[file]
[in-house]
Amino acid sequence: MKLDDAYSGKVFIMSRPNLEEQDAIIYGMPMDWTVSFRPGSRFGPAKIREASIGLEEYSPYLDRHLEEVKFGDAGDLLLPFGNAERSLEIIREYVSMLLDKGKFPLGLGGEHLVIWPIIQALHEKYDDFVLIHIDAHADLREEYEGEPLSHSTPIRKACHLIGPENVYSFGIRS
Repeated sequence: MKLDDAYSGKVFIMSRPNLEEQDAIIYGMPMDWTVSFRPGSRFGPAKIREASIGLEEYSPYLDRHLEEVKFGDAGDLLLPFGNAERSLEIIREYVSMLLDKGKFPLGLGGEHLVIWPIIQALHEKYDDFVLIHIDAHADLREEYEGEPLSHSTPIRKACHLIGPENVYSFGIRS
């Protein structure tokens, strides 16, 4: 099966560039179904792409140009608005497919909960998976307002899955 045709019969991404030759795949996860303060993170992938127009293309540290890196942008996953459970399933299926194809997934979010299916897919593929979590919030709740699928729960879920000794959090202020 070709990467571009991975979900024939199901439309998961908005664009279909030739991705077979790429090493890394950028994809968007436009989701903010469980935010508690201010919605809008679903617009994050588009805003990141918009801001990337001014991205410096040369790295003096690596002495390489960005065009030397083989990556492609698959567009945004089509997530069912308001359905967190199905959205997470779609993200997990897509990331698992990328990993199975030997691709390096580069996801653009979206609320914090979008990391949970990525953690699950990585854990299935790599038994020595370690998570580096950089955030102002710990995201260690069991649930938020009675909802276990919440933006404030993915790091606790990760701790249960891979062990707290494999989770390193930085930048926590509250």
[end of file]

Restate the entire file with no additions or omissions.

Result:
[in-house]
Amino acid sequence: MKLDDAYSGKVFIMSRPNLEEQDAIIYGMPMDWTVSFRPGSRFGPAKIREASIGLEEYSPYLDRHLEEVKFGDAGDLLLPFGNAERSLEIIREYVSMLLDKGKFPLGLGGEHLVIWPIIQALHEKYDDFVLIHIDAHADLREEYEGEPLSHSTPIRKACHLIGPENVYSFGIRS
Repeated sequence: MKLDDAYSGKVFIMSRPNLEEQDAIIYGMPMDWTVSFRPGSRFGPAKIREASIGLEEYSPYLDRHLEEVKFGDAGDLLLPFGNAERSLEIIREYVSMLLDKGKFPLGLGGEHLVIWPIIQALHEKYDDFVLIHIDAHADLREEYEGEPLSHSTPIRKACHLIGPENVYSFGIRS
């Protein structure tokens, strides 16, 4: 099966560039179904792409140009608005497919909960998976307002899955 045709019969991404030759795949996860303060993170992938127009293309540290890196942008996953459970399933299926194809997934979010299916897919593929979590919030709740699928729960879920000794959090202020 070709990467571009991975979900024939199901439309998961908005664009279909030739991705077979790429090493890394950028994809968007436009989701903010469980935010508690201010919605809008679903617009994050588009805003990141918009801001990337001014991205410096040369790295003096690596002495390489960005065009030397083989990556492609698959567009945004089509997530069912308001359905967190199905959205997470779609993200997990897509990331698992990328990993199975030997691709390096580069996801653009979206609320914090979008990391949970990525953690699950990585854990299935790599038994020595370690998570580096950089955030102002710990995201260690069991649930938020009675909802276990919440933006404030993915790091606790990760701790249960891979062990707290494999989770390193930085930048926590509250």